The breasts must be reckoned as parts— secondary parts or characters—of our sexual system. The reader already knows that milk-giving glands appeared with the evolution of mammals. The thoracic position of the milk glands is also an old feature of the stock from which mankind arose, for in all monkeys and anthropoids we find only two mammae, which occupy the same position as in man. In the ape embryo, as in the human, a mammary ridge is formed along each side of the body. In many mammals, such as the sow and bitch, mammae are formed on the whole length of the mammary ridge—from armpit to groin. It occasionally happens in men and women that besides the usual pair of breasts, others may be formed just below or just above the normal breast glands. Rudiments of supernumerary mammae and nipples are not rare ; vestiges may be seen in one out of every twenty men or women. We may infer from these facts that the stock from which the ape-like mammals descended was one with breasts arranged along the length of the body as in the pig. The supernumerary nipples and mammae which occasionally occur in man are revivals of characters belonging to a remote stage in the evolution of the mammalian stock.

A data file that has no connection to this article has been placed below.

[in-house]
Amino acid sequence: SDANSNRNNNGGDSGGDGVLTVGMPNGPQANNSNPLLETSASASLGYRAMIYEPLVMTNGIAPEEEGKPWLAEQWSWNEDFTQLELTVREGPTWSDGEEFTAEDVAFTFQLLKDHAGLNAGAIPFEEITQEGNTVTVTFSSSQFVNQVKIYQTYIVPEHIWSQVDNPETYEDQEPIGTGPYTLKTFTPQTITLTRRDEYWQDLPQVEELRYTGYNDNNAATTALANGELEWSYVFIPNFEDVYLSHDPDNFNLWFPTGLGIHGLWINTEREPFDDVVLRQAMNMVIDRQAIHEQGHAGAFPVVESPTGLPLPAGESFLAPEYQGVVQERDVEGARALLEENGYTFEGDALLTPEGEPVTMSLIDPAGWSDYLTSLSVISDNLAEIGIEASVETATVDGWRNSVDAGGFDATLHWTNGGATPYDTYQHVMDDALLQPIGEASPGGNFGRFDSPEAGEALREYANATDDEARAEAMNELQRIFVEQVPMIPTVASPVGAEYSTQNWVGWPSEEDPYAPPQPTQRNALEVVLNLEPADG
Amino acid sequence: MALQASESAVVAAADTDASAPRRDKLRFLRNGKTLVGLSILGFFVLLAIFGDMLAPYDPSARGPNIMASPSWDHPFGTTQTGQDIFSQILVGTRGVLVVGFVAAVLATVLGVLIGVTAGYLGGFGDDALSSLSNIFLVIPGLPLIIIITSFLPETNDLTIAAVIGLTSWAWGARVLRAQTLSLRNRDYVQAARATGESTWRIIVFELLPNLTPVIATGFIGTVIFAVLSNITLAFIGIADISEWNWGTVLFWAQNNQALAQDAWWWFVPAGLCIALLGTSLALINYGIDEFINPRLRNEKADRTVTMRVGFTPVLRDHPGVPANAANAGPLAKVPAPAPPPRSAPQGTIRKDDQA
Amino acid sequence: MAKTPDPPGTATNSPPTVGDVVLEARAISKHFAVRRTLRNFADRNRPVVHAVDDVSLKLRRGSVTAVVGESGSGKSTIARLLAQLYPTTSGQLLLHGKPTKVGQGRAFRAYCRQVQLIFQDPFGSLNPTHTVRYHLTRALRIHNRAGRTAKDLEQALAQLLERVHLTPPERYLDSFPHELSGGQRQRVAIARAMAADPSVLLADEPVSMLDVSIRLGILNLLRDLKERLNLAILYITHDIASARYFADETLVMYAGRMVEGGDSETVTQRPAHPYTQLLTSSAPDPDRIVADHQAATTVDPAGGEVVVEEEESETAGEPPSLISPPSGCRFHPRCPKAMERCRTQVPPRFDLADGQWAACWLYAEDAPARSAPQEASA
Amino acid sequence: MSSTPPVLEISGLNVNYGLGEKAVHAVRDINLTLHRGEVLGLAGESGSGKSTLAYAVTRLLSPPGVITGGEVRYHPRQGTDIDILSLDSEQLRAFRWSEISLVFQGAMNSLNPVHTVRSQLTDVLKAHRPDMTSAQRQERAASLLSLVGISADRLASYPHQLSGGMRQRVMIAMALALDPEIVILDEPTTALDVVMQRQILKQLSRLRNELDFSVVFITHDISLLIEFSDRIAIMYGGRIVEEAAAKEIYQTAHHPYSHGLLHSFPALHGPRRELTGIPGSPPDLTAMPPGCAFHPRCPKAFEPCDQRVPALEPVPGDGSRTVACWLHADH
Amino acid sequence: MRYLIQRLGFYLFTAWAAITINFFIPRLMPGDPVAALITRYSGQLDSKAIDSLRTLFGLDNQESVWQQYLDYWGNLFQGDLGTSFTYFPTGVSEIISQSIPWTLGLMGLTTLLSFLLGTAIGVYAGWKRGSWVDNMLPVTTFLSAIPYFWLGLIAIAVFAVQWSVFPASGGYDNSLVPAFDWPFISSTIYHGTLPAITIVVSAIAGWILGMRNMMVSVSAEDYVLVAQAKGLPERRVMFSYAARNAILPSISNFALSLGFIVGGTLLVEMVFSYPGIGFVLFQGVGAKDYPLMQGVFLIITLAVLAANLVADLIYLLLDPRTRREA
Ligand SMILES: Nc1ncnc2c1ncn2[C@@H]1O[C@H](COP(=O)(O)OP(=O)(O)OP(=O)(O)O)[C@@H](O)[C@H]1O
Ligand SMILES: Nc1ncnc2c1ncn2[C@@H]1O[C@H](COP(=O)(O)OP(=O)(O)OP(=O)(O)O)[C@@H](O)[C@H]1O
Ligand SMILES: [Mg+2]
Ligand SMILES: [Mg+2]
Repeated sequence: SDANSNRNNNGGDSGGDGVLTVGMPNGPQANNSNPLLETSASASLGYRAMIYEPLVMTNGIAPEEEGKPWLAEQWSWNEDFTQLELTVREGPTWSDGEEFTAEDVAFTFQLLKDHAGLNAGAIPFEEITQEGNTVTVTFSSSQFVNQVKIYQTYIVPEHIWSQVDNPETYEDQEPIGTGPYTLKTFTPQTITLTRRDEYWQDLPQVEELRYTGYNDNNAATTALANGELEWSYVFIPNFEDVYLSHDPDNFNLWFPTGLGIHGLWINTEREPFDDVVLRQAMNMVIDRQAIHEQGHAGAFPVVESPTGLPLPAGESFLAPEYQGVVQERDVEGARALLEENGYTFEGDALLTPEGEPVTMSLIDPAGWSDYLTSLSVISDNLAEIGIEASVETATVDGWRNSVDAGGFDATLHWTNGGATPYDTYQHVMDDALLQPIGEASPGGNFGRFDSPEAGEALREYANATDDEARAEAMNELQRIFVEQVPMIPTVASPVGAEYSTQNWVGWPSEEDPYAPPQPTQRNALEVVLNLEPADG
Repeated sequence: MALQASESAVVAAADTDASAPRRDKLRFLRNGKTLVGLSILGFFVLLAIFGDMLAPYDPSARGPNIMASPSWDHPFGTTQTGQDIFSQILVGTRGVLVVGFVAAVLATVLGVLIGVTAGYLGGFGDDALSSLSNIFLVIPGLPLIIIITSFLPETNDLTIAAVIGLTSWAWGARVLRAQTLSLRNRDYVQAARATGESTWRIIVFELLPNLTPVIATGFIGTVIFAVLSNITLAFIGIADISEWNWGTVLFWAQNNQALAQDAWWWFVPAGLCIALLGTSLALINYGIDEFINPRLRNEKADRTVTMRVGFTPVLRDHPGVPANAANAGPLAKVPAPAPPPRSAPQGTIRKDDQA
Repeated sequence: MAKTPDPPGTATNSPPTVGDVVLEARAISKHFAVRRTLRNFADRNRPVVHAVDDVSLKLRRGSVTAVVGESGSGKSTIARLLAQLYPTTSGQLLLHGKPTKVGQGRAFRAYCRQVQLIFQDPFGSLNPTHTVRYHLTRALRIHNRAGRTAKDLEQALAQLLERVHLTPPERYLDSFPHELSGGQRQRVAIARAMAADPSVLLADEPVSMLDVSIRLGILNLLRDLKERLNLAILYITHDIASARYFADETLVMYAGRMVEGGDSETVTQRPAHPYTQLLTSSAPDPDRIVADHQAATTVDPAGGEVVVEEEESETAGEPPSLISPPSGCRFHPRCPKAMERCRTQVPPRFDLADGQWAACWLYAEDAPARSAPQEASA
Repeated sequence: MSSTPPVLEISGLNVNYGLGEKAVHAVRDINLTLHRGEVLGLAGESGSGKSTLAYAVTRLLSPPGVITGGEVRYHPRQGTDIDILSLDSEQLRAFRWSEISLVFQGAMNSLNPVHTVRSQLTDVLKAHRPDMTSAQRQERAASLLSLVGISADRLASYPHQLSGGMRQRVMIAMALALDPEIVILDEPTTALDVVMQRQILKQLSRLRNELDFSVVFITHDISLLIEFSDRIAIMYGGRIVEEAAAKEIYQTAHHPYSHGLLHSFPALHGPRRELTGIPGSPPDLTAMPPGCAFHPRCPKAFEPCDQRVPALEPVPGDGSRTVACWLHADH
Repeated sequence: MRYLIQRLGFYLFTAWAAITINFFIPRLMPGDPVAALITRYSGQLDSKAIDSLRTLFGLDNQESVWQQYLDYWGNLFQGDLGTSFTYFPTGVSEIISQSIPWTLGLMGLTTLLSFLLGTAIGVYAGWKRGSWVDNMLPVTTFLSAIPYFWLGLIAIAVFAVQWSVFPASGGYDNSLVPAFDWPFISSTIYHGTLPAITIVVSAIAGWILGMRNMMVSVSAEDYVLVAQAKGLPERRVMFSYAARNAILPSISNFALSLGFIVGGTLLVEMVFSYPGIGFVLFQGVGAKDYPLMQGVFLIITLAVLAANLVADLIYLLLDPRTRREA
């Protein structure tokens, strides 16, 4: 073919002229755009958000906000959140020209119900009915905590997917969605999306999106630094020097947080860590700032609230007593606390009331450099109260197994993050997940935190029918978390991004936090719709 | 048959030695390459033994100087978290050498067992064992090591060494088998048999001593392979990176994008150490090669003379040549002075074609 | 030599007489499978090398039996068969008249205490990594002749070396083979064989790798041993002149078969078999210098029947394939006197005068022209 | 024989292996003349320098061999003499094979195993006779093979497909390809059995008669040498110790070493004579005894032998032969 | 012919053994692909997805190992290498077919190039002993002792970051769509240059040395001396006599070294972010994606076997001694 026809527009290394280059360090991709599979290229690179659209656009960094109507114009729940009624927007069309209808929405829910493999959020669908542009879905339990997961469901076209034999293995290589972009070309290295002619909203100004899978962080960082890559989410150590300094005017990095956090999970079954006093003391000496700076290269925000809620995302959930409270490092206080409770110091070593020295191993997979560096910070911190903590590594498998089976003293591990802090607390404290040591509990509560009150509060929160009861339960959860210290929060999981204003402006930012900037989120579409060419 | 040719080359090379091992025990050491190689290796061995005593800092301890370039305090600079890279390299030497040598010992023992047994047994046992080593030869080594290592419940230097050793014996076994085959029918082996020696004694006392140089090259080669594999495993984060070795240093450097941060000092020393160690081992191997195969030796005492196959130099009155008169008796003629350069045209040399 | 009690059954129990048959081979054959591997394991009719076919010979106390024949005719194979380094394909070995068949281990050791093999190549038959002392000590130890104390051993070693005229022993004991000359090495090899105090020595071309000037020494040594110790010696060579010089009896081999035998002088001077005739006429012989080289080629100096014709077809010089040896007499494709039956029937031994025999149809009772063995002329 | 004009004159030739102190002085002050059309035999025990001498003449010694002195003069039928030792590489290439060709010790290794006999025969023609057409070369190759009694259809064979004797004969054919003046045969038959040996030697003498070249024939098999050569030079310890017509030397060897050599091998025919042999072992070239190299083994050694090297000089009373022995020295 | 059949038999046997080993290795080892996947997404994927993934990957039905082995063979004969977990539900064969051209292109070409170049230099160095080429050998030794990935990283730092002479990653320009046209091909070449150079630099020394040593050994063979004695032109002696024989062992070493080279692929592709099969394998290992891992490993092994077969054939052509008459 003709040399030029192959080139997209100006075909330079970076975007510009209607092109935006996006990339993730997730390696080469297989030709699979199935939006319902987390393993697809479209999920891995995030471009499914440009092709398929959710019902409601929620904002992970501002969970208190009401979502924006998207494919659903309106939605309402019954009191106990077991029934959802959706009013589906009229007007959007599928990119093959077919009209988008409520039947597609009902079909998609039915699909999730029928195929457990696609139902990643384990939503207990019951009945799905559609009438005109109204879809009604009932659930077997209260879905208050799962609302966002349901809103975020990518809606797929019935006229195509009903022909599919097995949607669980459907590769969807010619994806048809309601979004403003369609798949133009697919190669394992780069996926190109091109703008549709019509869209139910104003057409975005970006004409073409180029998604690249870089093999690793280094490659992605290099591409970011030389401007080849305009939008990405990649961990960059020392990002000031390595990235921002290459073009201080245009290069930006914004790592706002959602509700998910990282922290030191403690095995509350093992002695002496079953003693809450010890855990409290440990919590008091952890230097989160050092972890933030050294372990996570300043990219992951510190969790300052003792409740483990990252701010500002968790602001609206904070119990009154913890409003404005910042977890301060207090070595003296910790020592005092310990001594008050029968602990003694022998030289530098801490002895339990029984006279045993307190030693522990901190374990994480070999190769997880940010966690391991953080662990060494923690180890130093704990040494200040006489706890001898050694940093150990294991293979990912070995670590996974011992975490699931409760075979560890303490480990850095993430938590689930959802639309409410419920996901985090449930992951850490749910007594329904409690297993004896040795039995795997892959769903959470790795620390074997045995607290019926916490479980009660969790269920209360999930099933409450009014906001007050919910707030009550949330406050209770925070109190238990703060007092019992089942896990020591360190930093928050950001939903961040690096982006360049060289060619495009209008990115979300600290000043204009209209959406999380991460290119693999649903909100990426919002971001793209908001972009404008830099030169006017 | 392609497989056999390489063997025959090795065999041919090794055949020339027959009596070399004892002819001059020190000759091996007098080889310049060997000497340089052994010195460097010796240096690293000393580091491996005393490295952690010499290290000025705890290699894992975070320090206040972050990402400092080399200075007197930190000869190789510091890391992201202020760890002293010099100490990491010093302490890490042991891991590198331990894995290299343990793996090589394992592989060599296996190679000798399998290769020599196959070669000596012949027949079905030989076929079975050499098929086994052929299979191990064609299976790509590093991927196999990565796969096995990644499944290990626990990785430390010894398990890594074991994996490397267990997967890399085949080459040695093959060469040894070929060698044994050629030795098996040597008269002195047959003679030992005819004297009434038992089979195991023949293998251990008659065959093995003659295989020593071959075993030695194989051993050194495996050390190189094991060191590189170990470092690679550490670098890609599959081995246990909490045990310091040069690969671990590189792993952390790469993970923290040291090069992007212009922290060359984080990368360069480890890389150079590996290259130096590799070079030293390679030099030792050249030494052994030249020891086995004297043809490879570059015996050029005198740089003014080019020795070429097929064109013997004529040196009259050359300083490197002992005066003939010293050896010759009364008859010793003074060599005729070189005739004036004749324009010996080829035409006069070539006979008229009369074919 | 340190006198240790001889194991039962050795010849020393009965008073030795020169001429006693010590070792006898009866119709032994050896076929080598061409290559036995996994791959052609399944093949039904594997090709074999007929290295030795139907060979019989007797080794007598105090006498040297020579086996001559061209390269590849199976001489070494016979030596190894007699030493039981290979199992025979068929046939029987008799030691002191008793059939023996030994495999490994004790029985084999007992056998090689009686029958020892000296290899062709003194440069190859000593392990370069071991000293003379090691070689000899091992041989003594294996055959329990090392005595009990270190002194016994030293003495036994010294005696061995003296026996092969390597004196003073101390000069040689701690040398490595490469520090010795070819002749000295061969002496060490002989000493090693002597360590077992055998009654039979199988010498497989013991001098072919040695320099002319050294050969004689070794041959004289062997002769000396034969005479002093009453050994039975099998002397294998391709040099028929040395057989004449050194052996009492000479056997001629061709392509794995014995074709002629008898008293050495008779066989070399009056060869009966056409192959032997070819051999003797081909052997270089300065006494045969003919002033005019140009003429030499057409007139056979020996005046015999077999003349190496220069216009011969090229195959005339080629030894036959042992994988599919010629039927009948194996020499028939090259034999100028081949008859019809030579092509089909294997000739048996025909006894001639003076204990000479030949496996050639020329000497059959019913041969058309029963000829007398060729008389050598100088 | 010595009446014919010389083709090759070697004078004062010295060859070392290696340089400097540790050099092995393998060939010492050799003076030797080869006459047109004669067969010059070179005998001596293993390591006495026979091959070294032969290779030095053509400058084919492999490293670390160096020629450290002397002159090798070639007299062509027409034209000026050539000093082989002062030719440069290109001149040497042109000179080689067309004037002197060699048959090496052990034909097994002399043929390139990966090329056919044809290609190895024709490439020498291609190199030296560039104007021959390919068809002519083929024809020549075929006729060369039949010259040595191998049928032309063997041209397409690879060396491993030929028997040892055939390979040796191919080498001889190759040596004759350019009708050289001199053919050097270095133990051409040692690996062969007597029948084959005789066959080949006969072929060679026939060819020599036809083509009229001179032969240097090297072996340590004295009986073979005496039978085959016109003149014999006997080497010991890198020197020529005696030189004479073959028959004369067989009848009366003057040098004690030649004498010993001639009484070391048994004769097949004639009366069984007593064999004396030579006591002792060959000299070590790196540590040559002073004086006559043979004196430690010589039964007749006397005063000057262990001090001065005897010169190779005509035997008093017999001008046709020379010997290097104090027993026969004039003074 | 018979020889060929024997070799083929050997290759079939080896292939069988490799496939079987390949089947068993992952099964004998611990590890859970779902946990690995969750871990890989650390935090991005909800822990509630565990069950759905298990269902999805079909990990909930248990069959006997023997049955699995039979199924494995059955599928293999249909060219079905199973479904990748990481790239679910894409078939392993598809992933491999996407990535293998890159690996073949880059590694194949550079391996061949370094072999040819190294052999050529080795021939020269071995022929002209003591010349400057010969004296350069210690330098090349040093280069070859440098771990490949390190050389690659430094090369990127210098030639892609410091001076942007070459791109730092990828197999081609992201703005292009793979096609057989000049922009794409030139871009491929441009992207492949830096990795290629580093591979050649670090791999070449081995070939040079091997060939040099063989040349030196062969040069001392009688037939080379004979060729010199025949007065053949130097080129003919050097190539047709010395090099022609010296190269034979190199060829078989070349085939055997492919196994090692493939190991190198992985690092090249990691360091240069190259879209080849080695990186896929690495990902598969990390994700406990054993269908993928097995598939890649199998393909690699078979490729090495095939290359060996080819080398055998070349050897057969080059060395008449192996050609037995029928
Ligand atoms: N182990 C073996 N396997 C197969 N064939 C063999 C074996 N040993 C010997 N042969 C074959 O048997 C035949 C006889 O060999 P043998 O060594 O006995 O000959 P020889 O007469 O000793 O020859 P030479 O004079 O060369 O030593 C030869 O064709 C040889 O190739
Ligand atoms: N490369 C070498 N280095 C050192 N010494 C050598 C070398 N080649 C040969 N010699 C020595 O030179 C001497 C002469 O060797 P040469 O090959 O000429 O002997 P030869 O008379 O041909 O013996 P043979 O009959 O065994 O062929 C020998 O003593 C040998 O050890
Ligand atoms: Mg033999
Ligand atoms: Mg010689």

At birth the boy and girl are much alike in appearance. It is true the boy has usually a stouter and heavier body and a larger head than the girl, yet it is only from the deeper parts that the sex can be told with certainty. At birth and even before birth, the sexual glands are influencing the development of the body. Professor Arthur Thomson, of Oxford, noted that in the foetus of five months the pelvic bones of the two sexes were slightly different in shape. It is at puberty that the glandular influence becomes most marked. We have already seen how rapid the increase of stature is in girls from the twelfth to the fourteenth year, and in boys between fourteen and sixteen. It is at the period of puberty that the breasts of the female develop ; at the same time the pelvis takes on its roomy character. The breadth in the lower part of the body becomes a marked feature in woman. The tops of the thigh-bones which articulate at the sides of the pelvis are pushed outwards and become relatively further apart than in the male. Hence when walking, women have to make rather a greater effort than men, for with each step the weight of her body has to be transferred across her wide pelvis from one thigh to the other. At puberty, too, the type of breathing changes; respiration becomes centred more in the upper than in the lower part of the chest. The thorax changes in form. The use of corsets tends to emphasize, even to a degree of distortion, the normal prominence of the upper part of the thorax of women, and at the same time, by constricting the waist, to bring into prominence the lateral projection of the pelvic part of the body. In all races and in both sexes, fashion is often the excuse for exaggerating the natural characters of the body.